There are those days where work just piles up sky-high. You start in the morning with too much work for the day and when you finish in the evening, the piles are even higher. No wonder that you feel exhausted and frustrated, especially if you cannot see the silver lining. The bad news is: There’s no way to avoid this completely. The good news is: You can be responsible for creating your own silver lining.
Acknowledging The Situation
The first thing you need to do – and it sounds easier than it is – is acknowledging that you are in exactly this situation. While it is easy to see this once everything is over, it requires some training to actively realize it while it is happening. If things pile up, the last thing you possibly want is to think about yet another thing you have to do.
You need to train yourself on answering the following two questions:
- Do you have too many tasks to complete all of them in time?
- Do you have a clear idea of all the things that need to be done?
If your answer to at least one of those questions is yes, it’s time to stop what you’re working on. That may sound counter-intuitive in the beginning – instead of completing at least some of your tasks, you should stop completely? Yes. And here’s why: Imagine you’re running on a treadmill. You – or maybe even someone else – set a very ambitious pace, but as you were full of energy and motivated for the run, you kept up quite well. But then your motivation fades away, the energy of the first kilometers is gone. You are a bit tired because you had to run at the top of your pace all the time to keep up. You notice that slowly, but steadily, you come closer to the end of your treadmill. You run a bit faster for a few seconds, and you are at the top of the treadmill again. Everything is fine, you tell yourself. But immediately, you come closer to the rear end of the treadmill again, and this time, you’re a bit more tired than before. You still decide to sprint again, and you succeed. This happens regularly now, and instead of keeping up with the pace all the time, you constantly change from being a tad too slow to having to run faster to be on top of things again. And then someone increases the pace. Just by a tiny little bit. Because you kept up so well with the old pace, and that tiny little bit more cannot really make a difference for you, can it? Yes, it can. You may be able to compensate for the higher pace a few times, but you know that you’re exhausted. You know you will fail. You know you will fall if you cannot lower the pace. And now imagine that person who increased the speed starts throwing small obstacles on your treadmill. Or decides to increase the speed again. You see where this is going…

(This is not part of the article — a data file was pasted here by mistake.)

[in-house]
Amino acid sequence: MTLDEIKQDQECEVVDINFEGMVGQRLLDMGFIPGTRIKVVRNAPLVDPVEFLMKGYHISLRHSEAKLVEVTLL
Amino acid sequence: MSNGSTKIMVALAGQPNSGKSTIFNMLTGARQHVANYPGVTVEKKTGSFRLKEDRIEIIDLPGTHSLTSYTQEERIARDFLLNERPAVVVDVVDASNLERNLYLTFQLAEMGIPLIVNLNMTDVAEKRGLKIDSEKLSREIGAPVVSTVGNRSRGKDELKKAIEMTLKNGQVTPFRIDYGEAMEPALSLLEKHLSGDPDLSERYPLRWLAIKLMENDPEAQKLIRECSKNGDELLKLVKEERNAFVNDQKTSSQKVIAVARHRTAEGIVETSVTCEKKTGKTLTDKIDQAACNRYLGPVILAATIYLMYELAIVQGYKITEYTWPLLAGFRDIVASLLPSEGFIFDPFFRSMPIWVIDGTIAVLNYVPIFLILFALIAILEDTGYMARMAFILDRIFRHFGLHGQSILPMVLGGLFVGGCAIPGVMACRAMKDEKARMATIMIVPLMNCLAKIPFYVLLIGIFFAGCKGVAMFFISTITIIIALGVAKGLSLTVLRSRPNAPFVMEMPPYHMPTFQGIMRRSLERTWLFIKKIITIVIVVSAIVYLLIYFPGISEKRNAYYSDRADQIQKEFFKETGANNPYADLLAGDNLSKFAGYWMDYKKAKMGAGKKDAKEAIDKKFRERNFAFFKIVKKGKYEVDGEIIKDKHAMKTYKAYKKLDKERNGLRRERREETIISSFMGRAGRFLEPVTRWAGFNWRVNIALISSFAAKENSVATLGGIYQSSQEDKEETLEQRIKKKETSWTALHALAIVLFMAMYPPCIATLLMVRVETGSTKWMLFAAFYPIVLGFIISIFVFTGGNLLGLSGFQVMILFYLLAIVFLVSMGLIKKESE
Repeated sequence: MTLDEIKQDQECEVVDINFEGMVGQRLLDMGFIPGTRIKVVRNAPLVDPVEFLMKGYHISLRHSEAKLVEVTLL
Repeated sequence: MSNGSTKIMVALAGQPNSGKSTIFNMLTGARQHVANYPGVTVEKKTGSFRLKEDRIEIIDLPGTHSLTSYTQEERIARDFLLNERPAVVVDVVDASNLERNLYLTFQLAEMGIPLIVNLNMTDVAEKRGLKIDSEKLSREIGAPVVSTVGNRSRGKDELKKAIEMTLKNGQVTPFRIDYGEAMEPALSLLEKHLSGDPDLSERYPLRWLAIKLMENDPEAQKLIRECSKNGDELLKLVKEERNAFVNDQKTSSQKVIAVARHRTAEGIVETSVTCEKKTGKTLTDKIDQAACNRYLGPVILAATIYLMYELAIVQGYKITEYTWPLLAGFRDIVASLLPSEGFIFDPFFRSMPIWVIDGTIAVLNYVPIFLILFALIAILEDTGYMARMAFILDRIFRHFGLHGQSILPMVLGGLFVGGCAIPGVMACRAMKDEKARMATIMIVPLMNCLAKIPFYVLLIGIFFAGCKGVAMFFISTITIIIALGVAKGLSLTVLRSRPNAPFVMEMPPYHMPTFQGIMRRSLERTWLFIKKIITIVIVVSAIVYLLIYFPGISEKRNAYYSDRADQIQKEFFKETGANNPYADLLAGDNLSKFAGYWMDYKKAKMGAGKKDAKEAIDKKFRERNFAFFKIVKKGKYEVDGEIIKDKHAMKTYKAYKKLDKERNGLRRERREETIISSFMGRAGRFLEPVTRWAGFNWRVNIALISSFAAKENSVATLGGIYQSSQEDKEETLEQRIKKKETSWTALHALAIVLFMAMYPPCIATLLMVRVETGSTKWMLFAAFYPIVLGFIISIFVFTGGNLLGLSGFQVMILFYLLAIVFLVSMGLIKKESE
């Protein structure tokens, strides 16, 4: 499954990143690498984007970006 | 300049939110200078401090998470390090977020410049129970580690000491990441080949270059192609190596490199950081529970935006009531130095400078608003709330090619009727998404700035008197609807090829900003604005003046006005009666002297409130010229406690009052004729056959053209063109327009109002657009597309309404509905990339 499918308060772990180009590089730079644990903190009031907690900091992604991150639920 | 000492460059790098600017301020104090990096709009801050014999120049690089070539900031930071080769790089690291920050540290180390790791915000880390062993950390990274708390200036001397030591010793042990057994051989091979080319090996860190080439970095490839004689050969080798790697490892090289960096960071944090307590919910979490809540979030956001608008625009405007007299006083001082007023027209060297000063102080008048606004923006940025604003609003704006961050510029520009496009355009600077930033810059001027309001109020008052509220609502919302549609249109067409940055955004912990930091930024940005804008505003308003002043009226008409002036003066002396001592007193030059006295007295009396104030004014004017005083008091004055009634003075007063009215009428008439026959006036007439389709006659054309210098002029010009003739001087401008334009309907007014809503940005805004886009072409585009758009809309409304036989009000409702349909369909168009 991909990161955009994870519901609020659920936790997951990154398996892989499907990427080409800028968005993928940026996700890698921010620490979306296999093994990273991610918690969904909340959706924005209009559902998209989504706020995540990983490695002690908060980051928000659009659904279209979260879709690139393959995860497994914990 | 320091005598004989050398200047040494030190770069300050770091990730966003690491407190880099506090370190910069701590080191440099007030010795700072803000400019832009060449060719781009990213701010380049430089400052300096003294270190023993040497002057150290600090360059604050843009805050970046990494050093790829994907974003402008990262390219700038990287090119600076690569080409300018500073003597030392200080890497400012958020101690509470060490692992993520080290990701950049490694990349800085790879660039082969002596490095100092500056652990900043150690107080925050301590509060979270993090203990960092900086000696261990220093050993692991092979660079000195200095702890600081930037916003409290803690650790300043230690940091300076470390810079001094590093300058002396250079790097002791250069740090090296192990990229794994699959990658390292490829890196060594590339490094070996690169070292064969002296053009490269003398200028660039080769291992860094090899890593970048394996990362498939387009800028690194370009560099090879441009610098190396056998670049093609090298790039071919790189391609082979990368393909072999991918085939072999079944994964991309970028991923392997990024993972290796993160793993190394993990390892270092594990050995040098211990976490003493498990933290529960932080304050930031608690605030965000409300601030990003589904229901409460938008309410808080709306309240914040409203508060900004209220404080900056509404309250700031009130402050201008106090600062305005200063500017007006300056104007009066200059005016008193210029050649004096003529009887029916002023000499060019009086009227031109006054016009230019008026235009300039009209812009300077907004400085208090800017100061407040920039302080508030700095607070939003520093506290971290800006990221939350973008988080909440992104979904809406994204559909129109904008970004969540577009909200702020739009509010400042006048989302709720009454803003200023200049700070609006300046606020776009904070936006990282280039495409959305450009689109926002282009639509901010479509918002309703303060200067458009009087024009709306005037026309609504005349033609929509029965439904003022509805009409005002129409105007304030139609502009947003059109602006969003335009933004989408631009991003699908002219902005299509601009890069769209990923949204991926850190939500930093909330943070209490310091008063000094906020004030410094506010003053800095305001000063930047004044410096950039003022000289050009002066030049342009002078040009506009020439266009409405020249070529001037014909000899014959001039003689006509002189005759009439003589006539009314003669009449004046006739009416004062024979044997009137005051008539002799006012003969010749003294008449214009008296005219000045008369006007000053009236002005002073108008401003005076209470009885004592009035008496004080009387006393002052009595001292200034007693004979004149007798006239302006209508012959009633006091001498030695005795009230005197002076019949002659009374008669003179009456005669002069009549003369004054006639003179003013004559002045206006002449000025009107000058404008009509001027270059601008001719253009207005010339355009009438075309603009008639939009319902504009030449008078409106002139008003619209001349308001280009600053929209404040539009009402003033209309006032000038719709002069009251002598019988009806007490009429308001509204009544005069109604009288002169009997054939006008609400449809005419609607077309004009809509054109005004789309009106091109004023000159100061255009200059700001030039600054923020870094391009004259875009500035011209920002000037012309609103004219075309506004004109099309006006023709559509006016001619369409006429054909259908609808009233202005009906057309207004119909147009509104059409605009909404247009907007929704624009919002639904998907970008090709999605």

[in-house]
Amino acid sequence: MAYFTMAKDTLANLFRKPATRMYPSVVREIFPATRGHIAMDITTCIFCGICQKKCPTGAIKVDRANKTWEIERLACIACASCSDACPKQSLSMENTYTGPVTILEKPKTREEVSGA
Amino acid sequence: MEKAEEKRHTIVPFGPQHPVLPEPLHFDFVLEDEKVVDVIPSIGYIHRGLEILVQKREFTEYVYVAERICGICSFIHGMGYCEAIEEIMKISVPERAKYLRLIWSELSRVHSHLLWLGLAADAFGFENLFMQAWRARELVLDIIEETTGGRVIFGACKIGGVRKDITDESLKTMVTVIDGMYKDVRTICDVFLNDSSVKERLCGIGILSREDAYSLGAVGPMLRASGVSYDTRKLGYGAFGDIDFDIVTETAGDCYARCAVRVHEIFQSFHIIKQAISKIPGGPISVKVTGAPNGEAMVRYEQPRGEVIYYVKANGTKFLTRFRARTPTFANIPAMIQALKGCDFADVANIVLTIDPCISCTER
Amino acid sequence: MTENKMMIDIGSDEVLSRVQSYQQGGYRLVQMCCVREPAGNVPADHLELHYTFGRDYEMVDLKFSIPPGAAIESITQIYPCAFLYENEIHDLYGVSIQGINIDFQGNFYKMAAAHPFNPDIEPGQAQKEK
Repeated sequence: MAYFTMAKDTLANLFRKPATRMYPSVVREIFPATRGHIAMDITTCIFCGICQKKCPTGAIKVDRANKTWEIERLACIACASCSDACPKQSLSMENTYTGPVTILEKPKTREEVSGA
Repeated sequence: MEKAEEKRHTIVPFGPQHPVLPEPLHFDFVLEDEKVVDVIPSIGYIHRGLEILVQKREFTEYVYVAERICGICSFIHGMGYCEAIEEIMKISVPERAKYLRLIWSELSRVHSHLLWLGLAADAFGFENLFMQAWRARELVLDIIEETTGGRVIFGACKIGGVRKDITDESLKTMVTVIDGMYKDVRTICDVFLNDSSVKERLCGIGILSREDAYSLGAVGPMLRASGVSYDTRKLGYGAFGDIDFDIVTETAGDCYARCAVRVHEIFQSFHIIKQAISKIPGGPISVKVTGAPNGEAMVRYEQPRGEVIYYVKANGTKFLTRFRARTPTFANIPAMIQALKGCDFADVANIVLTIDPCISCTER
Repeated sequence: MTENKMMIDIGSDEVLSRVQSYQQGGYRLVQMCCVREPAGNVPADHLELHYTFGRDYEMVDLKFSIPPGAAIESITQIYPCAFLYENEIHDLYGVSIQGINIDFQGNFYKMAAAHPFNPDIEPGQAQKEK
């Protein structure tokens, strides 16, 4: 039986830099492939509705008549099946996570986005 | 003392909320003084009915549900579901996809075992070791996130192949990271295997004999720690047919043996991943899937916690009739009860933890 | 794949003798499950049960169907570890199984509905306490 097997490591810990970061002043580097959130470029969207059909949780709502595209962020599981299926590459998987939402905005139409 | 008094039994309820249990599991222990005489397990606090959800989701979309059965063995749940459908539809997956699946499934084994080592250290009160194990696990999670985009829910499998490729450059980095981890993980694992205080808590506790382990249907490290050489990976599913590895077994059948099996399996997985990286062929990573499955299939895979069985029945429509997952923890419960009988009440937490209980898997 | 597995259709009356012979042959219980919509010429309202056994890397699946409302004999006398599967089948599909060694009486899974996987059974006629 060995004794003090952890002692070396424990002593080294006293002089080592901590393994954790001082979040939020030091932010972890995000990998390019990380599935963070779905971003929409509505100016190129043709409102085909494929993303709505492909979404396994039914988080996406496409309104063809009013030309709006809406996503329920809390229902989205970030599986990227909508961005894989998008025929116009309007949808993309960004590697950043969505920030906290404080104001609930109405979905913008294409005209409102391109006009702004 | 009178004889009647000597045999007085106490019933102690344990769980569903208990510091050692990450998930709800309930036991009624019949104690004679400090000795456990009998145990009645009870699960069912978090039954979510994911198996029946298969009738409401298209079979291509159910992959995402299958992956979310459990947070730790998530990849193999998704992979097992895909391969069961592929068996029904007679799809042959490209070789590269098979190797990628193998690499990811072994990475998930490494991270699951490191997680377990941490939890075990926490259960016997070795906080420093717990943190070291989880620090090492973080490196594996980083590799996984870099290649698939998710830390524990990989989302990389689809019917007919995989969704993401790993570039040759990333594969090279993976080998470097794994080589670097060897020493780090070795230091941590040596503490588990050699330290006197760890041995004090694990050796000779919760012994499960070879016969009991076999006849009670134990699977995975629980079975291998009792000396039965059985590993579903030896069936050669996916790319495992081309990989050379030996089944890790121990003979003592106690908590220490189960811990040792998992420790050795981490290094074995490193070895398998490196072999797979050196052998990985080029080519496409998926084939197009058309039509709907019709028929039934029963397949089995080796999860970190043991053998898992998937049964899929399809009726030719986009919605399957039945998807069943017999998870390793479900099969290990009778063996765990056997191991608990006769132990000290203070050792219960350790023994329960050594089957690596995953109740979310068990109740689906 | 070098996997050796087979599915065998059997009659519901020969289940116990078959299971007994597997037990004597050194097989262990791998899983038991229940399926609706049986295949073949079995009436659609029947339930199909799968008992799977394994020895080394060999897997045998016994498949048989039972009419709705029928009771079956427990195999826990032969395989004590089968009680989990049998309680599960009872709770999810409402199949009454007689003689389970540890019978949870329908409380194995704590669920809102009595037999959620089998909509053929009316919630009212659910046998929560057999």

Now think of your projects or tasks. Do you have a similar situation? At which point of the treadmill metaphor are you? And at which point would be the best point to stop? If it comes to the treadmill, I bet we will agree that we definitely should stop before any injuries happen. However, we tend to be much harder on ourselves when it comes to our mind. There is this toxic idea that it’s only too much to handle if you’re burned out already. Stupid, if you think about it, right? This would mean that we decide to run on the treadmill, knowing it will hurt to fall, but still not stopping or decreasing the speed until we really fall down.
So – the first thing that is crucial to realizing whether you need to stop what you’re doing is to think about your current workload, projects, capacities (and maybe your mental state) in terms of the treadmill metaphor. If you’re beyond the point of just running at a pace that is comfortable for you, it is already time to stop. Don’t wait until you fall down.
Sorting Your Thoughts
If you’re like me, you will maybe only stop once you have lost the overview over your tasks. If I ask those two questions, it’s most often a clear yes to the one that I don’t know how many tasks I really have at that moment. While struggling to keep up, I start just solving random tasks without an idea whether this is really what I should do in that moment. No matter how much time pressure you have: Take at least an hour off to sort your thoughts.
The goal of sorting your thoughts is to find out how bad your situation really is. Yes, this requires some bravery! Instead of closing your eyes and just moving on, you have to be brave and look the devil in the eye. Are you behind on most of your tasks, or do you just think it’s all too much because you don’t have an overview? Depending on your preferences, take an empty sheet of paper, open your favorite app for to do lists, or open a new document on your computer, and write down the following: